As the performing artists who graced the Twilight stage each year became increasingly popular, the audience turnout began swelling to unimaginable proportions, putting the series in need of a new location.
Transitioning to Pioneer Park
Summer of 2010 was an unprecedented one for the Twilight Concert Series.
The headlining act for the inaugural show at Pioneer Park was Modest Mouse. Perhaps the pairing of a new — and larger — venue with such a well-known, popular act created the frenzy that ensued that evening. According to a Deseret News account of the event, police estimated 40,000 people showed up for the concert — 10,000 more than expected — and it was a stark contrast from the average attendance of 16,000 that had attended the series the year before at the Gallivan Center.
This unanticipated turnout led to capacity issues that resulted in a portion of the fencing breaking down.
“I think that kind of forced a lot of people to say, ‘OK, how are we going to make this feasible?’” Thurber said. “How are we going to still make this a pleasant experience for people who do not feel like we’re packed in like sardines, and still have a good time?”
After that successful albeit overwhelming turnout, members of the Arts Council took great measures to ensure that there was additional security and fencing reinforcement. It was also clear at this point that the series couldn’t continue with the same amount of visibility and big-name artists without charging an admission fee, which went into effect in 2012, according to Thurber.
“It was nice for free while it lasted, and it (lasted) a very long time,” he said. “I think five bucks was a reasonable rate, (and) I don’t think it’s affected the crowds too much because the caliber of talent is still really high. In order for the series to be sustainable, it had to do something.”
And even though the admission price has since increased, massive crowds continue to come to Pioneer Park as concert slots are filled with big acts. Since the series is limited to Thursday evenings, it can be a challenge filling the roster, Thurber said, but the event has not disappointed as popular acts ranging from Girl Talk to The Flaming Lips to Iron and Wine have performed at the park. This summer is no exception as Beyonce’s younger sister Solange, Andrew Bird and Jimmy Fallon house band The Roots will all take the stage.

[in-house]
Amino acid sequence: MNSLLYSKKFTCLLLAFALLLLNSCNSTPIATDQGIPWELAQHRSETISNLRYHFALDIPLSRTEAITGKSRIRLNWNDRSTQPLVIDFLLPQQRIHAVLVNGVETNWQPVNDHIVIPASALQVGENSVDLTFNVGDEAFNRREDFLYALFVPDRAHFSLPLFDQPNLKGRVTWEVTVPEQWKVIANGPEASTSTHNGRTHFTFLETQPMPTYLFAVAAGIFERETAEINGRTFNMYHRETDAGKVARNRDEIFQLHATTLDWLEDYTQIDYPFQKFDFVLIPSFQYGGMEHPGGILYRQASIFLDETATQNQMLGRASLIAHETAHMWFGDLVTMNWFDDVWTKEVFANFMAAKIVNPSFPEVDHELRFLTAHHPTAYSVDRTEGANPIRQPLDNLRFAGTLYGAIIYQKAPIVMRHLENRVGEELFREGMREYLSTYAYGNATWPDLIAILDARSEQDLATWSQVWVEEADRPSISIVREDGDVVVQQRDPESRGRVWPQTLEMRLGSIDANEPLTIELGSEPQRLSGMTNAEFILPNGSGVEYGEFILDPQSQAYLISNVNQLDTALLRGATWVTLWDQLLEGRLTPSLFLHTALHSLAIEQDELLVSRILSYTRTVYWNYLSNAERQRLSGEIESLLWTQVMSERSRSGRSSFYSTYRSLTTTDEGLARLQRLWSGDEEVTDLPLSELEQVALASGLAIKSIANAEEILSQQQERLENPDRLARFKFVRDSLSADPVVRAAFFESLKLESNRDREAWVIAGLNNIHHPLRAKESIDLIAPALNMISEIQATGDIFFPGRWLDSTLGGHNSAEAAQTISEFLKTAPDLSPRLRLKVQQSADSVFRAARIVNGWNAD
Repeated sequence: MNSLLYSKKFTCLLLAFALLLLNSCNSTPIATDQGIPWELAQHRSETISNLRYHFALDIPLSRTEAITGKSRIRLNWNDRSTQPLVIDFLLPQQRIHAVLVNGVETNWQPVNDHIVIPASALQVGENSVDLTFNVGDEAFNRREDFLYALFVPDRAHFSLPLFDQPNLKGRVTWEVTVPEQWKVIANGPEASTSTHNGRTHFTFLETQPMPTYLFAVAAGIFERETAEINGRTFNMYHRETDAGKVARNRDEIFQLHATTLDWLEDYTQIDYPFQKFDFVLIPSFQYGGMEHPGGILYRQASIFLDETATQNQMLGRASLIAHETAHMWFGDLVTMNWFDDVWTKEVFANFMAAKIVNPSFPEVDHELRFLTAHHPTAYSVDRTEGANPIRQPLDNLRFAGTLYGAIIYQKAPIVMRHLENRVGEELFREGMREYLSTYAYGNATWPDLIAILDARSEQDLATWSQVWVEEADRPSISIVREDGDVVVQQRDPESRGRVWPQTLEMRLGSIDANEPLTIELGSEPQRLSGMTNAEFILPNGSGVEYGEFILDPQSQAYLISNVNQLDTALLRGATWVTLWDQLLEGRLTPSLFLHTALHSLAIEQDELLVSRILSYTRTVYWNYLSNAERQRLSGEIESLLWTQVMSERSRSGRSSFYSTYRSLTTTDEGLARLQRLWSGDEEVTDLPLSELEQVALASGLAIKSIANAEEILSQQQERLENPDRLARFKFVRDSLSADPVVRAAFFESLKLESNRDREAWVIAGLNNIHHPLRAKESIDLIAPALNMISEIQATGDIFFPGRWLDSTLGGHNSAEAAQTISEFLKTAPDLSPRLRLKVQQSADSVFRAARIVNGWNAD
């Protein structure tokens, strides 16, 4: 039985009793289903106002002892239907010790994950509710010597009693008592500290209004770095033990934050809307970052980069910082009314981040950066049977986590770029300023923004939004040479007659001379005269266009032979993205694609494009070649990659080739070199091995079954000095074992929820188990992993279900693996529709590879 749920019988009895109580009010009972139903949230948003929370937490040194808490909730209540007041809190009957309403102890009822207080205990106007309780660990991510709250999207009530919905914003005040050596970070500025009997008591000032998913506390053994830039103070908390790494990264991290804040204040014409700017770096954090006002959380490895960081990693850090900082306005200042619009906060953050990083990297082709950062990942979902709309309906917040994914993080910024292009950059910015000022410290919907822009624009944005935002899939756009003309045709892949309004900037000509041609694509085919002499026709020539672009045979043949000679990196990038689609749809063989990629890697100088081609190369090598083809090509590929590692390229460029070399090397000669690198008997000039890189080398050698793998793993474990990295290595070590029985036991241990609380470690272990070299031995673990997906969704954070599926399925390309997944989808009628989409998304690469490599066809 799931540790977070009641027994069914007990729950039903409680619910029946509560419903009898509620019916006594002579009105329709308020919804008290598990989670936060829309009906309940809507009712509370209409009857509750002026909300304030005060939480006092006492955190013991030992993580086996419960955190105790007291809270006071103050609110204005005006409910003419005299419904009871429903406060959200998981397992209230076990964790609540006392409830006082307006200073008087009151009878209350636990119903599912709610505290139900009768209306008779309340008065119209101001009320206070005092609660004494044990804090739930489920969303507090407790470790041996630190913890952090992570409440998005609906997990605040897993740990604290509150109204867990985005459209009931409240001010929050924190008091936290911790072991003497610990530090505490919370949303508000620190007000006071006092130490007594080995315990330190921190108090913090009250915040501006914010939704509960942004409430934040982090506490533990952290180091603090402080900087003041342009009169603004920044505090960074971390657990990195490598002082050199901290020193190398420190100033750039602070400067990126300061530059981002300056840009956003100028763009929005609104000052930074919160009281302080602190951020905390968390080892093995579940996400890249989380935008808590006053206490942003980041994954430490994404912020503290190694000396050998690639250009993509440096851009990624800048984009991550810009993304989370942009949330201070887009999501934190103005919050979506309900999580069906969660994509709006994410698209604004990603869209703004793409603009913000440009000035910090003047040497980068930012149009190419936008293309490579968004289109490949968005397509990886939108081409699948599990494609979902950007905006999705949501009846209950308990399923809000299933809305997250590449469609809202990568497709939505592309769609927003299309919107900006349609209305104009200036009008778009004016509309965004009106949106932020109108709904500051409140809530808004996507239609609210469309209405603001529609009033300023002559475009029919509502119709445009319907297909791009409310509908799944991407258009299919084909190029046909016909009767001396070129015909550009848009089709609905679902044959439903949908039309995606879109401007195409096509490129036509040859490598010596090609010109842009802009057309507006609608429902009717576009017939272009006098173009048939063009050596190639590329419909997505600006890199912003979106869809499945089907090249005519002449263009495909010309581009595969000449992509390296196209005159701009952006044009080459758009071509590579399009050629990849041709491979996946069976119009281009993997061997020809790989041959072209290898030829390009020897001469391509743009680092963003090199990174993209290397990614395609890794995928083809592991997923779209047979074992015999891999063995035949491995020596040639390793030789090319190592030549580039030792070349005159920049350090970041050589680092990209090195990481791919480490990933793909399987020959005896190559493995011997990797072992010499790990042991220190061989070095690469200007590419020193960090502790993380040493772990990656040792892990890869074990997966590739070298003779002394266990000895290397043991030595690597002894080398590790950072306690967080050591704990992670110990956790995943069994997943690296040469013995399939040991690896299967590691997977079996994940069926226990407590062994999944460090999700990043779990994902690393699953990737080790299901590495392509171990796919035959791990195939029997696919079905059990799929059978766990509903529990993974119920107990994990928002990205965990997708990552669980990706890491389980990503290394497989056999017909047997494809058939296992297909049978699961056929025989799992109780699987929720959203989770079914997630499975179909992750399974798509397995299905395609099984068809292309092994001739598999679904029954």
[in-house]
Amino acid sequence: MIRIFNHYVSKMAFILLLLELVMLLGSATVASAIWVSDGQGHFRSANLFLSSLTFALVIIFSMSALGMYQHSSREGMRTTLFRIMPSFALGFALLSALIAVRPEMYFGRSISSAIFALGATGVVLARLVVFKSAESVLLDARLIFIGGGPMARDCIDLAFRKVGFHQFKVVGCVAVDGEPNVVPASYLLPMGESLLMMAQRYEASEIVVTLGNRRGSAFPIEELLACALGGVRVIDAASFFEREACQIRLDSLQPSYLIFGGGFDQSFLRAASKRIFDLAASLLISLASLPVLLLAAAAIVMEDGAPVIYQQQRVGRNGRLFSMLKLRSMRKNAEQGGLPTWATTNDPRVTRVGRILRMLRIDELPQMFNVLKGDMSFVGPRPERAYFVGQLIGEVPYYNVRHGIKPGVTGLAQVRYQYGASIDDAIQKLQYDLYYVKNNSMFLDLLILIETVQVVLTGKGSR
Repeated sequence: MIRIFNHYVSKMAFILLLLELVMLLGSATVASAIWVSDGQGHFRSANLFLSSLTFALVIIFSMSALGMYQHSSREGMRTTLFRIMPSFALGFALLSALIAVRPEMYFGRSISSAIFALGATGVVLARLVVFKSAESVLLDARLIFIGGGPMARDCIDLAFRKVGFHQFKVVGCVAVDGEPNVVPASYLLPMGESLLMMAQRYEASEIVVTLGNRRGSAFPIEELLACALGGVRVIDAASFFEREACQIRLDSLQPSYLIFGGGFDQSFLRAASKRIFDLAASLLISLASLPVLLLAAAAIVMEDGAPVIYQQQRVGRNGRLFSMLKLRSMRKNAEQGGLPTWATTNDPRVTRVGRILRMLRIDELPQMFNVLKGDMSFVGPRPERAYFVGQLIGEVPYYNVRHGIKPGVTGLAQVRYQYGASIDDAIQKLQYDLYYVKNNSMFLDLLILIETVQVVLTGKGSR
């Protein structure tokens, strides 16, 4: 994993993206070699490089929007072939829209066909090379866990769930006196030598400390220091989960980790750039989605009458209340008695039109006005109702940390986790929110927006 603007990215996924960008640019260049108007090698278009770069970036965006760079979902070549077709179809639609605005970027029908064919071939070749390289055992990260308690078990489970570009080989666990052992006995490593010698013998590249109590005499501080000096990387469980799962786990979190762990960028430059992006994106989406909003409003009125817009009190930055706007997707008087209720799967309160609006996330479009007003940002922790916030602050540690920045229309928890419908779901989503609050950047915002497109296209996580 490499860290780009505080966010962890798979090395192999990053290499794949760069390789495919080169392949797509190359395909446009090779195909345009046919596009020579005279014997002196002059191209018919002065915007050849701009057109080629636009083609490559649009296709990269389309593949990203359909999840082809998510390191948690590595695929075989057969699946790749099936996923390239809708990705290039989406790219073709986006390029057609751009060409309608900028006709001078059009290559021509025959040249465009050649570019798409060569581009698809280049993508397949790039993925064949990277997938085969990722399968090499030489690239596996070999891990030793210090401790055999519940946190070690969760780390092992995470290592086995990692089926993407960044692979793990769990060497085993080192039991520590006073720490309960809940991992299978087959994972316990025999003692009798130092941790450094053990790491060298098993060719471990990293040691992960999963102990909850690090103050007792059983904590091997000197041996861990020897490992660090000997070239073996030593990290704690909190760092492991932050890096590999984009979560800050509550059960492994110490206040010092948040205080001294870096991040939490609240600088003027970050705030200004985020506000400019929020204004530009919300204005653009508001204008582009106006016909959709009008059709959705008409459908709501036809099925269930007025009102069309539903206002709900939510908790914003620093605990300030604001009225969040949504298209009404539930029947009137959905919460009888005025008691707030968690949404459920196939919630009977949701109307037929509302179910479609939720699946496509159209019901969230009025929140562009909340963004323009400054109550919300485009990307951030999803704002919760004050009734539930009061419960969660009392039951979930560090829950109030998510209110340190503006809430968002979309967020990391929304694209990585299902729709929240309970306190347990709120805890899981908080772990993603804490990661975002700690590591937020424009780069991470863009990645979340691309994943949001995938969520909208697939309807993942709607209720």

The future of the series
After The Roots end the series’ 30th season on Aug. 31, in-depth discussions on how things should proceed will take place between the Arts Council and City Council.
“‘Is it still feasible to have it at Pioneer Park?’ ‘Is there a more cost effective way?’ ‘What sort of changes do we need to make?’ All of these are questions that will be asked after the season is over,” Thurber said. “It’s really speculation on what’s going to happen in 2018. I wouldn’t be surprised if it took a year to maybe make some changes. I just don’t really know at this point. … I think if there’s one thing that is kind of known is that it’s time for a change, and what that’s going to be, I don’t know.”
And whether or not the Twilight Concert Series will have a 31st season, Thurber is hopeful that this simply marks another transitional phase for the concert series.
“It’s a wonderful summertime evening event, (and the) camaraderie is good for the surrounding businesses,” he said. “At 30 years we’re now to the point where we’re starting to see another generation. A lot of those people that went to the series (when it first began) are starting to bring their kids (and) passing on that tradition. To have that accessibility for everybody at a low cost is kind of like a win-win, and to me it’s part of what makes Salt Lake a great place."